After enough moves in the past five years to make U-Haul’s stock rise, she now lives in Houston, Texas, where she and her husband are exploring their new neighborhood. Although they haven’t been blessed with children—yet--they have sundry lovable dogs and cats. If the carpet is relatively free of animal fur, then she is either frustrated with the current manuscript, or brainstorming another, the only two times she genuinely enjoys housework.
"I received this book for free from the Fiction Guild for this review."
Thomas Nelson

Brooklyn On Fire by Lawrence H. Levy

Title: Brooklyn on Fire (Mary Handley Series #2), Author: Lawrence H. Levy
ISBN: 9780553418941
Publisher's Synopsis:
Brooklyn’s most witty and daring detective risks everything to solve a dangerous triple-murder case
After closing a case with the Brooklyn Police Department, Mary Handley is determined to become an official detective in her own right. And when Emily Worsham shows up at her new office— convinced her uncle John Worsham was murdered and desperate for answers—Mary’s second assignment begins. 

As she investigates the curious circumstances surrounding John’s death, Mary soon finds herself entangled in a high-stakes family scandal, a series of interconnected murders, political corruption, untrustworthy sources, and an unexpected romance with a central member of New York's elite.

Featuring historic figures like Andrew Carnegie, John D. Rockefeller, and the Vanderbilt family, Brooklyn on Fire takes Mary on a wild journey from New York City to North Carolina to uncover not only the truth of one man's death, but to unravel the mystery in three murders – with links tied perilously close to her own personal world.

MrsK's Review:
Who is Mary Handley? Well she is as clever as Sherlock. She is quite adorable.  She is inquisitive and wise in discernment's concerning character. Which by the way is why she is a Consulting Detective for the Brooklyn Police Department.  As a salesclerk for Lazlo's Books, she is ready to begin her investigative services in her new office. Mr. Lazlo believes that many customers will enter the bookstore in need of Mary's service, so an agreement was made that she could locate her office in the back of his bookstore since there was a possibility of "elevating someone's intellectual pursuits" as they sought Mary's services and perused the inviting titles upon his shelves (which by the way I fully agree is an excellent business arrangement).

With such outstanding traits, Mary tends to "step" into the craziest... life-threatening situations. Mary's second mystery begins when Miss Emily Worsham requests assistance in proving the murder of her great-uncle John. Solving a murder case entails so many different twists and turns, yet solving a 20 year old murder will not be completely accepted by the Police Department, relatives, nor the "elite" society that may have benefited from the murder.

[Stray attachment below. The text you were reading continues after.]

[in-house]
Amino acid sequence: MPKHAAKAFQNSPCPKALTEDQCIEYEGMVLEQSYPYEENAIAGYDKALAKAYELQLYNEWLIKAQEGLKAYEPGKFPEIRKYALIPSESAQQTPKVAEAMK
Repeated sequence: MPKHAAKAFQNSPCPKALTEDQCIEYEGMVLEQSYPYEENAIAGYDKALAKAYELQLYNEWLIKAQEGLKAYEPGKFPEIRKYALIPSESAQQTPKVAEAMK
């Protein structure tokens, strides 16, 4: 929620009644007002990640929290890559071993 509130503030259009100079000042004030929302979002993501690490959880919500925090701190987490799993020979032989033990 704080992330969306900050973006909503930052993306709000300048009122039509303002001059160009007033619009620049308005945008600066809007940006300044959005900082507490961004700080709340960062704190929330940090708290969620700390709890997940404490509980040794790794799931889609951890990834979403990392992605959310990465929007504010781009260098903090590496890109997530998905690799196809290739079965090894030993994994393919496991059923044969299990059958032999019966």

Even though it is 1890, the Brooklyn Daily Eagle has failed to mention the murder of  Gabrielle Evans. The Huttington's are powerful, rich, and willing to do anything to keep their status. So would murder be out of the question? Has Archer Huttington's quest for the truth about his father's death (John Worsham) set off more cover-ups? Will an attack on Mr. Lazlo quiet Mary? Will Superintendent Campbell help Mary exhume John's body? For Mary, too many strands were getting tangled, including the new attention of one George Vanderbilt!
Events unfold quickly once an actress is stabbed. Now Mary's list of unanswered questions has grown out of control, as well the list of suspects.

Nothing is as it appears, the plot continues to plummet into a depth of corruption that is mind-boggling. The one consistent thread will be found in Mary's character. As a team, George and Mary will get to the truth and untangle all of the threads. What will be revealed is the moment in which the reader realizes how entertained they have been with a read such as this!
Enjoy a mystery in which all are players...
Including the reader,
"When traveling, dining, or really doing anything with a Vanderbilt, 
there was generally only one class--the best and the finest."
An enjoyable and entertaining read!

Title: Second Street Station (Mary Handley Series #1), Author: Lawrence H. Levy

Meet the Author:
 Photo of Lawrence H. Levy

LAWRENCE H. LEVY is a highly regarded film and TV writer who is a Writers Guild Award winner and two-time Emmy nominee. He has written for various hit TV shows such as Family Ties, Saved by the Bell, Roseanne, and SeinfeldBrooklyn on Fire is his second novel.

"I received this book from Blogging for Books for this review." 

Penguin Random House